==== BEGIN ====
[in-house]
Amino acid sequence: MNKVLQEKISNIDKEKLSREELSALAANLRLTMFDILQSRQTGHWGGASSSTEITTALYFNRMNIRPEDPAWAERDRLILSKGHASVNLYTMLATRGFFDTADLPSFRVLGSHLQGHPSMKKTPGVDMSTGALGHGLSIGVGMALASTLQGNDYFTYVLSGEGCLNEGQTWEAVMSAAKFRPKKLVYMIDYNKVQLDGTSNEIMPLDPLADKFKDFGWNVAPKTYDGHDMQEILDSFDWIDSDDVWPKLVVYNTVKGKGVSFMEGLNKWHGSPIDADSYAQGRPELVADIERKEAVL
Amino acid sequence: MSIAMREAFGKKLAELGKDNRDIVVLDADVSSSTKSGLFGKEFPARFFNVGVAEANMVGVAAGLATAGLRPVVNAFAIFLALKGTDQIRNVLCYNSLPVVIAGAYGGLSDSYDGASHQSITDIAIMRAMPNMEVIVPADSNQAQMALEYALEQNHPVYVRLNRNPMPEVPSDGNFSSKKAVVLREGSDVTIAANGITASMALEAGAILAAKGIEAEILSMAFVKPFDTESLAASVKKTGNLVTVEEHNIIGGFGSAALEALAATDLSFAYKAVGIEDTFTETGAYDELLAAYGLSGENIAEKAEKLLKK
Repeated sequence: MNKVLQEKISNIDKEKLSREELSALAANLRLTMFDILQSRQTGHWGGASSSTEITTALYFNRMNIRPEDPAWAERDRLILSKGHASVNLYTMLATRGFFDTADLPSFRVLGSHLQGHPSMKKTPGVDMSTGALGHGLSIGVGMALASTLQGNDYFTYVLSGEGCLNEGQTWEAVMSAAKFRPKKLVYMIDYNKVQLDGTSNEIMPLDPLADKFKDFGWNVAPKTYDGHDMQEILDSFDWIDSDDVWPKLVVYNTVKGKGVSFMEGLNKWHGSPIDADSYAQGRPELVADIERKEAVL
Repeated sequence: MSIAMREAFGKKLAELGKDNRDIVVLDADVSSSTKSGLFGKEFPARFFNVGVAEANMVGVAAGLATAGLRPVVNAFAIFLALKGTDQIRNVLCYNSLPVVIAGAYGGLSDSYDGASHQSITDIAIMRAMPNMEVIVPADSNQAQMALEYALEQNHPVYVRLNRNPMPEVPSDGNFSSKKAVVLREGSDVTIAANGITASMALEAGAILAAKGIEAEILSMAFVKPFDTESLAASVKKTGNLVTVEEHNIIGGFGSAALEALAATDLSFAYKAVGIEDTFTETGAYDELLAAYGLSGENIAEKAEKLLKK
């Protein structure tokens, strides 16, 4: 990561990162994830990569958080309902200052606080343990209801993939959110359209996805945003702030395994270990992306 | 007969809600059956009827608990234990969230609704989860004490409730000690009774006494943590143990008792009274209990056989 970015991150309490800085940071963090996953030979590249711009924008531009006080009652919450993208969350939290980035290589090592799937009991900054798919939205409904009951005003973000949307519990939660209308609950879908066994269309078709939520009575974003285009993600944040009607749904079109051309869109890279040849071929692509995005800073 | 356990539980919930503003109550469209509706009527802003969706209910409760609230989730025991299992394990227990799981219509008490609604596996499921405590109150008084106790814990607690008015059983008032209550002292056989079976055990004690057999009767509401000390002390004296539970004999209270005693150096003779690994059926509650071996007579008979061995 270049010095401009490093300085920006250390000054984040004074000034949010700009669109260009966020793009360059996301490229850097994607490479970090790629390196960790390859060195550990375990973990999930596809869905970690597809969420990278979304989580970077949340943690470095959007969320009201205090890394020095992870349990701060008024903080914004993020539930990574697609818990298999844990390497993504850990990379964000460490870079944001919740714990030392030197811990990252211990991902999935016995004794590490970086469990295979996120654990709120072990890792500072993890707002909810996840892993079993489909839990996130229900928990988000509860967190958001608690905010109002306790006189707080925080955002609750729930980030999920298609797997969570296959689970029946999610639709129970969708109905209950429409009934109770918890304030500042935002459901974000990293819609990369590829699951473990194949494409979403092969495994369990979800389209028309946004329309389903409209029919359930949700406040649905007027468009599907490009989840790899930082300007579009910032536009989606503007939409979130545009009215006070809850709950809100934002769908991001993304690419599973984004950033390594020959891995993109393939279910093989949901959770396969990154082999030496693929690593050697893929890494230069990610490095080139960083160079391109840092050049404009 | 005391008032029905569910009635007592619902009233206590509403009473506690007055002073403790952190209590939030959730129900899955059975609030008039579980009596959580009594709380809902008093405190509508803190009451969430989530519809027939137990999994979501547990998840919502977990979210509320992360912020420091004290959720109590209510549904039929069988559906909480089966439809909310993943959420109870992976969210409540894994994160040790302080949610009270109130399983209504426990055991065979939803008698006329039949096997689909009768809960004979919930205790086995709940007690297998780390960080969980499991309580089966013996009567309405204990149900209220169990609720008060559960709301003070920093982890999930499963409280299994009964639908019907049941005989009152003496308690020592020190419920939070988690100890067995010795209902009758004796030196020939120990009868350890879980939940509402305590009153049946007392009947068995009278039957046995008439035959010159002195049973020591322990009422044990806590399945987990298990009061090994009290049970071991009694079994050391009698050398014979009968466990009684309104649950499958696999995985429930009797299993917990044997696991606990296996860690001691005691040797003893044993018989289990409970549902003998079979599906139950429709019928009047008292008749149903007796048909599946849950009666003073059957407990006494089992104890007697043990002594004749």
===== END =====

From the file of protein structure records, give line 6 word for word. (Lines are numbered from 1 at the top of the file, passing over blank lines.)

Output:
């Protein structure tokens, strides 16, 4: 990561990162994830990569958080309902200052606080343990209801993939959110359209996805945003702030395994270990992306 | 007969809600059956009827608990234990969230609704989860004490409730000690009774006494943590143990008792009274209990056989 970015991150309490800085940071963090996953030979590249711009924008531009006080009652919450993208969350939290980035290589090592799937009991900054798919939205409904009951005003973000949307519990939660209308609950879908066994269309078709939520009575974003285009993600944040009607749904079109051309869109890279040849071929692509995005800073 | 356990539980919930503003109550469209509706009527802003969706209910409760609230989730025991299992394990227990799981219509008490609604596996499921405590109150008084106790814990607690008015059983008032209550002292056989079976055990004690057999009767509401000390002390004296539970004999209270005693150096003779690994059926509650071996007579008979061995 270049010095401009490093300085920006250390000054984040004074000034949010700009669109260009966020793009360059996301490229850097994607490479970090790629390196960790390859060195550990375990973990999930596809869905970690597809969420990278979304989580970077949340943690470095959007969320009201205090890394020095992870349990701060008024903080914004993020539930990574697609818990298999844990390497993504850990990379964000460490870079944001919740714990030392030197811990990252211990991902999935016995004794590490970086469990295979996120654990709120072990890792500072993890707002909810996840892993079993489909839990996130229900928990988000509860967190958001608690905010109002306790006189707080925080955002609750729930980030999920298609797997969570296959689970029946999610639709129970969708109905209950429409009934109770918890304030500042935002459901974000990293819609990369590829699951473990194949494409979403092969495994369990979800389209028309946004329309389903409209029919359930949700406040649905007027468009599907490009989840790899930082300007579009910032536009989606503007939409979130545009009215006070809850709950809100934002769908991001993304690419599973984004950033390594020959891995993109393939279910093989949901959770396969990154082999030496693929690593050697893929890494230069990610490095080139960083160079391109840092050049404009 | 005391008032029905569910009635007592619902009233206590509403009473506690007055002073403790952190209590939030959730129900899955059975609030008039579980009596959580009594709380809902008093405190509508803190009451969430989530519809027939137990999994979501547990998840919502977990979210509320992360912020420091004290959720109590209510549904039929069988559906909480089966439809909310993943959420109870992976969210409540894994994160040790302080949610009270109130399983209504426990055991065979939803008698006329039949096997689909009768809960004979919930205790086995709940007690297998780390960080969980499991309580089966013996009567309405204990149900209220169990609720008060559960709301003070920093982890999930499963409280299994009964639908019907049941005989009152003496308690020592020190419920939070988690100890067995010795209902009758004796030196020939120990009868350890879980939940509402305590009153049946007392009947068995009278039957046995008439035959010159002195049973020591322990009422044990806590399945987990298990009061090994009290049970071991009694079994050391009698050398014979009968466990009684309104649950499958696999995985429930009797299993917990044997696991606990296996860690001691005691040797003893044993018989289990409970549902003998079979599906139950429709019928009047008292008749149903007796048909599946849950009666003073059957407990006494089992104890007697043990002594004749």